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Ewan Gurr: Smacking debate excluded the views of young people

Ewan Gurr: Smacking debate excluded the views of young people

One year ago, the Scottish Parliament voted by 84 votes to 29 to pass The Children (Equal Protection from Assault) Bill, making Scotland the first UK country to define it as a criminal offence for a parent to smack their child.

An advert released last week by the Scottish Government urges the public observing parents “physically punishing their child to call 999 to report a crime.”

Last May, Children’s Minister Maree Todd assured parliamentarians that “our intention is not to criminalise parents.”

The legislation will come into effect next month but, throughout the debate which surrounded the proposed Bill between 2017 and 2019, what astounded me most was the way in which the voices of young people and particularly those who would have had relatively recent experience of smacking were excluded.

In fact, I found it sinister that some of the very charities who often herald the amplification of children’s voices were those most opposed to their input on this particular topic of conversation.

Last week, I spoke to 19-year-old Lily Waiton from Tayport, who has relatively recent experience of smacking. She became linked to the smacking ban when accompanying her father, Dr Stuart Waiton, to parliamentary and public events where he spoke in opposition to it and pointed to his “violated” daughter.

Lily laughed when I reminded her of the hustings in Dundee where this also took place but she said: “He was right though, I am not the psychologically damaged person supporters (of the ban) wish I was.”

Lily just emerged into adulthood as the Bill was presented in 2017 and told me about her experiences.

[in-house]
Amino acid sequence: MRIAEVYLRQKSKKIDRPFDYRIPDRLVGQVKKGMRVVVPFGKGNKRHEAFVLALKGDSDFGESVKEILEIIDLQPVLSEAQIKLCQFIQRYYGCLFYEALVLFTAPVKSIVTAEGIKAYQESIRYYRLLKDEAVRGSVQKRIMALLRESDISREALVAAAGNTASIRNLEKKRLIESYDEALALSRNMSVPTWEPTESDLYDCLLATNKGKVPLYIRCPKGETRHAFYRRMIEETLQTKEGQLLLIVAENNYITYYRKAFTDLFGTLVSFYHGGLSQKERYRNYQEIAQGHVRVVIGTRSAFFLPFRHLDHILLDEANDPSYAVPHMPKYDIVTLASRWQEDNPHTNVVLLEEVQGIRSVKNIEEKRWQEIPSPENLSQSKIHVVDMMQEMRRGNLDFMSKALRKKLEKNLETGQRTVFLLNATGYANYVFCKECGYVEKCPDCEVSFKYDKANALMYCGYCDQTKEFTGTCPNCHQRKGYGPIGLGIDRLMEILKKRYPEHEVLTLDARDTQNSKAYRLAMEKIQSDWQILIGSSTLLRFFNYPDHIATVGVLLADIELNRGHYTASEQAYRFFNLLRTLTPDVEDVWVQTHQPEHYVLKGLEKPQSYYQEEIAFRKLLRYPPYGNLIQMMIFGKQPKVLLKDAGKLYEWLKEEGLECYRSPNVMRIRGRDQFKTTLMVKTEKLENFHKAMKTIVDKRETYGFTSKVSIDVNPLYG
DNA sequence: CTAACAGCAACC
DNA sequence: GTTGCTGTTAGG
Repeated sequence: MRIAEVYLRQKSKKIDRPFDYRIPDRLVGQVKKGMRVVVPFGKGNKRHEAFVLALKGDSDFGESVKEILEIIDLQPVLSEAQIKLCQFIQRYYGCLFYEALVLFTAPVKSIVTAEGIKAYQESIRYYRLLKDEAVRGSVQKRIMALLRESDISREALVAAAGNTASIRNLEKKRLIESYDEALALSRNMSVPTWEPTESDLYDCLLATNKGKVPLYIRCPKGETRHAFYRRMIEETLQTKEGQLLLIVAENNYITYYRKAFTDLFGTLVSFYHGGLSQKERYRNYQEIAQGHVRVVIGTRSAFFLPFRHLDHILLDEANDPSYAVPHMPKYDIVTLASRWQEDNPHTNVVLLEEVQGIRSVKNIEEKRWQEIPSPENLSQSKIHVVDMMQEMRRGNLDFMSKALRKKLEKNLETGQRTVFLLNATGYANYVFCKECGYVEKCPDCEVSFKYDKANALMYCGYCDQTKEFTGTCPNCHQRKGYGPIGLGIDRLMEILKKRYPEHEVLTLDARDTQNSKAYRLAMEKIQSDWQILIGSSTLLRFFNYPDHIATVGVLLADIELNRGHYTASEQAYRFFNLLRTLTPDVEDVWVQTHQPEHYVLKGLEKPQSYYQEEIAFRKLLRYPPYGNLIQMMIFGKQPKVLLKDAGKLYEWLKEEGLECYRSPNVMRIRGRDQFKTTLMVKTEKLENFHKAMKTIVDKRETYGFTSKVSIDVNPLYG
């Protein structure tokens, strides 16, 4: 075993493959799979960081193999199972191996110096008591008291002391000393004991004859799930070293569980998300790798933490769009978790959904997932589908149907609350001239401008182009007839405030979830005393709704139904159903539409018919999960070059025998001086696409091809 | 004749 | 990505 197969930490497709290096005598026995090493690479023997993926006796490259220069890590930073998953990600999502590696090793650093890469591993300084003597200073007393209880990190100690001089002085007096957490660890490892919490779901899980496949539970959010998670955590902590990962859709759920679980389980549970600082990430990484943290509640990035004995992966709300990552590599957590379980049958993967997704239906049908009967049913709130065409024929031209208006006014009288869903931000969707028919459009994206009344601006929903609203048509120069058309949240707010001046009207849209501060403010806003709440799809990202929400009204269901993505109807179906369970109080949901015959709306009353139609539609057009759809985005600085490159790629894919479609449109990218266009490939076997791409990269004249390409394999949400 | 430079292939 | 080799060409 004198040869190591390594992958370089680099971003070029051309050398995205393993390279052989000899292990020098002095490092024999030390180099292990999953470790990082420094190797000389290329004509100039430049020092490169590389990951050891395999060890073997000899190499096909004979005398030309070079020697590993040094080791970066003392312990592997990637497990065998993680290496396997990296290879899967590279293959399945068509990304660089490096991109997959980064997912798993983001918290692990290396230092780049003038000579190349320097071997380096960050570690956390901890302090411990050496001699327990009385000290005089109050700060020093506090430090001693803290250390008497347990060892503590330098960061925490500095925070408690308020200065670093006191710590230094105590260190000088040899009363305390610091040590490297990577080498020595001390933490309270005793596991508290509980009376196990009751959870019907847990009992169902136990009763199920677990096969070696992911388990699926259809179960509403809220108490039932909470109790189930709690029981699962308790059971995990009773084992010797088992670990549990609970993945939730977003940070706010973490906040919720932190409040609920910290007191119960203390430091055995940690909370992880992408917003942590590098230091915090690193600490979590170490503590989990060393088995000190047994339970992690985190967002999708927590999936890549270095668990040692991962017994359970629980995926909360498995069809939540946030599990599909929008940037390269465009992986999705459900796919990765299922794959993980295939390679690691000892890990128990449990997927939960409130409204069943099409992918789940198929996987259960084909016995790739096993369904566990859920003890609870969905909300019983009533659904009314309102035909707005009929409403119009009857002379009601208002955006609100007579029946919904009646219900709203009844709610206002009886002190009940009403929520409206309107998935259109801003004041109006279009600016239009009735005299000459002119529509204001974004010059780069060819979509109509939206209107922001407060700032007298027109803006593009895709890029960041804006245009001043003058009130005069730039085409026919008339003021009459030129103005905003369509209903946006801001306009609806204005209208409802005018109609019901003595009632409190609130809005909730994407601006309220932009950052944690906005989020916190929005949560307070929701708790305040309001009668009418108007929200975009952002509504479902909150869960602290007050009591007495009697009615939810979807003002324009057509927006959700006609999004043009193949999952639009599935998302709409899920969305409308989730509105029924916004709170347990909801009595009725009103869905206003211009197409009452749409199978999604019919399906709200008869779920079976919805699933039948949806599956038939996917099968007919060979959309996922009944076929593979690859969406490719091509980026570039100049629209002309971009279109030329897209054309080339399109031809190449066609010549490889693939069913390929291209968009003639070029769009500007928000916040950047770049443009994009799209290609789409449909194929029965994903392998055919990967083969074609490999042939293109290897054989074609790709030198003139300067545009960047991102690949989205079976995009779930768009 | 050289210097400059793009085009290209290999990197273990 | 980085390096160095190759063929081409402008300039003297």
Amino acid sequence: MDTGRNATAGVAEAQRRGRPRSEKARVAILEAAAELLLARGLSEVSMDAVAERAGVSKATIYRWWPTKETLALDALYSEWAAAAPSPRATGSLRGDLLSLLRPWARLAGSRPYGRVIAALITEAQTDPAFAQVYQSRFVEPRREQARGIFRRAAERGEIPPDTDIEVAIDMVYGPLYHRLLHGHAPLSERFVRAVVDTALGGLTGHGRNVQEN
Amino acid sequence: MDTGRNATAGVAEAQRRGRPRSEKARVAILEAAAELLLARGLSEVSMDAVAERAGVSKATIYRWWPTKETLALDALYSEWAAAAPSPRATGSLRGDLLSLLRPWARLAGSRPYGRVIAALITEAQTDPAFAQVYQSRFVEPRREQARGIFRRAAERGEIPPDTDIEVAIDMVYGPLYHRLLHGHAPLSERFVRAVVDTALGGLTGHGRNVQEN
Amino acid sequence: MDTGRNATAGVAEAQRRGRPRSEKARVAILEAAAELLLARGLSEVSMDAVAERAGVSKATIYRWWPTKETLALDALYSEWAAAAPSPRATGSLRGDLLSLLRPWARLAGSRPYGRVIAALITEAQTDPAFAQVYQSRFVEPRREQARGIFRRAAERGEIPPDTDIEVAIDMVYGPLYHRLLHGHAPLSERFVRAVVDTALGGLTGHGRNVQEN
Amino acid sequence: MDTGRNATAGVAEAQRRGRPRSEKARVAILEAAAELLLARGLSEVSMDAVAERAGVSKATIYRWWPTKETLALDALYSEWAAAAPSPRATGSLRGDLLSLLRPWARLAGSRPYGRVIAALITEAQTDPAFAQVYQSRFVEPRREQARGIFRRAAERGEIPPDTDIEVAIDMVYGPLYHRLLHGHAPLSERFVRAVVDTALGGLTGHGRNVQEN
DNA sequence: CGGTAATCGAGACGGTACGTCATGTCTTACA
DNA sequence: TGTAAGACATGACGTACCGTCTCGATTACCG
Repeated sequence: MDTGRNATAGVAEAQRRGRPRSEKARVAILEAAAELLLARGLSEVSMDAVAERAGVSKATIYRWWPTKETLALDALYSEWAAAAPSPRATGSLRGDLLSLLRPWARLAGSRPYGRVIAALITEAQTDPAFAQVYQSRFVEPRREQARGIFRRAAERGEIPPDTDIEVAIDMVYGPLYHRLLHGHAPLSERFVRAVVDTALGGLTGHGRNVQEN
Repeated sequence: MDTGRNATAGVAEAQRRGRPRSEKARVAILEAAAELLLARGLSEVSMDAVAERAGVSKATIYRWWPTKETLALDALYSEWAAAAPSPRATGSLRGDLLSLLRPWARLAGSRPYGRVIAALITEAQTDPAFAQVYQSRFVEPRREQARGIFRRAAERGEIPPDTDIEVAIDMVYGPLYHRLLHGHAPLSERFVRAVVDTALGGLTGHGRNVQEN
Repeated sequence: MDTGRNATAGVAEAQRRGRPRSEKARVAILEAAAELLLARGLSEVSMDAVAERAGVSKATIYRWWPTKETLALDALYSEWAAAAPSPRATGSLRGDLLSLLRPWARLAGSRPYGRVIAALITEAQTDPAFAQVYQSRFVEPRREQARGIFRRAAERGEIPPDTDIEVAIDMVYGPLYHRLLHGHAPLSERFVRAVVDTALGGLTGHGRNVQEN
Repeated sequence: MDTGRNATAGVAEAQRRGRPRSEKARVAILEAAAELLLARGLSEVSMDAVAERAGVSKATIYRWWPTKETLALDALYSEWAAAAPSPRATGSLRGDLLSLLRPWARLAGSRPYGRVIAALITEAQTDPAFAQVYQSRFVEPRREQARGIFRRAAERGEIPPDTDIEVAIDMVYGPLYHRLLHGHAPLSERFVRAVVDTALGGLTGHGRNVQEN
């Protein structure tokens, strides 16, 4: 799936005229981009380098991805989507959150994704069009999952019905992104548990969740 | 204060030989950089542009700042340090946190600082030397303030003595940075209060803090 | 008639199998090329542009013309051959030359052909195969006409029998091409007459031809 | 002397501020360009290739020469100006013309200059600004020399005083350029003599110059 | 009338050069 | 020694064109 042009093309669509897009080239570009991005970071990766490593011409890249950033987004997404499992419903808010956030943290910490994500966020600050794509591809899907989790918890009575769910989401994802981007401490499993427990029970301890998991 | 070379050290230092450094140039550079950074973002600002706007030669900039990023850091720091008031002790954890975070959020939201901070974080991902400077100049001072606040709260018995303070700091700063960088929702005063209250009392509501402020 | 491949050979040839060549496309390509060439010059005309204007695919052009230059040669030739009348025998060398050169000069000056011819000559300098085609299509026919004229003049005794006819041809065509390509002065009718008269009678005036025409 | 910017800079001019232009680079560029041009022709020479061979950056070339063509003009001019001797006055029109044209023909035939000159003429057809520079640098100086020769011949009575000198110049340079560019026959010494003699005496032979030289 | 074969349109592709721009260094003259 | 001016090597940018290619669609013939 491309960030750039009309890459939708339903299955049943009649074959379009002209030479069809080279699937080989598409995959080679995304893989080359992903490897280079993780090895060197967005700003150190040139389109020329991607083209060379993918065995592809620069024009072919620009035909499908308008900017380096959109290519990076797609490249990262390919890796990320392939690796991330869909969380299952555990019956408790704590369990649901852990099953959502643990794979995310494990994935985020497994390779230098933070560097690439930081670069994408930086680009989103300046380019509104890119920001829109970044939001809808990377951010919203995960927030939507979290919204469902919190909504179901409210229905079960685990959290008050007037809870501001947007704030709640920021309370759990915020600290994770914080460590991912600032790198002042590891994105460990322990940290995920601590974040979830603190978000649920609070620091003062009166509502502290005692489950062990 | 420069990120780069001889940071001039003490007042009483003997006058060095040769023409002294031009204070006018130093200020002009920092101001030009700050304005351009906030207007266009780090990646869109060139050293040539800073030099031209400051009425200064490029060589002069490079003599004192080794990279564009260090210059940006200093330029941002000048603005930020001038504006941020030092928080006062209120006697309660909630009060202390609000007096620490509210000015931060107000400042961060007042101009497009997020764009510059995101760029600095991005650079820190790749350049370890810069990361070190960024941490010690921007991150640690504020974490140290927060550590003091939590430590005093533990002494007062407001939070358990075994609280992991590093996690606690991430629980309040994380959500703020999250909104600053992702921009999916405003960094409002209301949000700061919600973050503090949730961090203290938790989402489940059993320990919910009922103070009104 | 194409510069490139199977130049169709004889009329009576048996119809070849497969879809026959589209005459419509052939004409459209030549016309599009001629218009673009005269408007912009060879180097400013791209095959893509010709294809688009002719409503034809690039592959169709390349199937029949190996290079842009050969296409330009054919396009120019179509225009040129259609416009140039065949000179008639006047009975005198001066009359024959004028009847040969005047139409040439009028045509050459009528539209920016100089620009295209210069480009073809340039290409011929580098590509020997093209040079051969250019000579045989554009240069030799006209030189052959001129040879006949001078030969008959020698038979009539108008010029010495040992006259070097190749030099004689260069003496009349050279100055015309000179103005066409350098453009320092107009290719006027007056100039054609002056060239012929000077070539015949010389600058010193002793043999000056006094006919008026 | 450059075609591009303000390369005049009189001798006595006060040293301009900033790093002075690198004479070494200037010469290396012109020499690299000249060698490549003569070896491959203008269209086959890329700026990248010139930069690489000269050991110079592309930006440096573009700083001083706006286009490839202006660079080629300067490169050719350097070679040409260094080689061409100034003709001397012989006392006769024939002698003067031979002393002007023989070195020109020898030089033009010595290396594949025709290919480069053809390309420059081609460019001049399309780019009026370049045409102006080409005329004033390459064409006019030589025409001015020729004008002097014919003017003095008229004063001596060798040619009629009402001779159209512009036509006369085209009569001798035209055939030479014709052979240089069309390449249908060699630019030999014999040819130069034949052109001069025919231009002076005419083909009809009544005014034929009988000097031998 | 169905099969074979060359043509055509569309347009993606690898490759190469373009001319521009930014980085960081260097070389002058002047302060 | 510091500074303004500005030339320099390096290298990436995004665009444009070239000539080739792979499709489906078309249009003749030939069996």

She said: “I was only ever smacked a handful of times and I knew it was when I pushed the boundaries. It happened so infrequently I don’t think about it and certainly don’t carry any resentment or feel scarred because of it.”

Lily added: “I had a great childhood and know my parents raised me with much love and care and I honestly believe smacking helped me quickly determine between right and wrong.”

I asked Lily if she feels smacking would be appropriate were she to settle down and have a family one day.

She said: “I imagine the way I was brought up will influence the way I raise my own children.”

Lily offered a withering assessment when I asked about her perception of Scottish politics.

She said: “It is shocking how much politicians appear to push their own moral agenda.

“Their job is to represent those who elected them but it is as if they feel duty-bound to use the law to manipulate people’s behaviour.”

Since 2003, it has been unlawful to discipline a child in a manner that reddens the skin but from next month, if you are a parent who uses any physical discipline, you will be a criminal.

Lily said: “This what our politics has turned into – it is just mad.”

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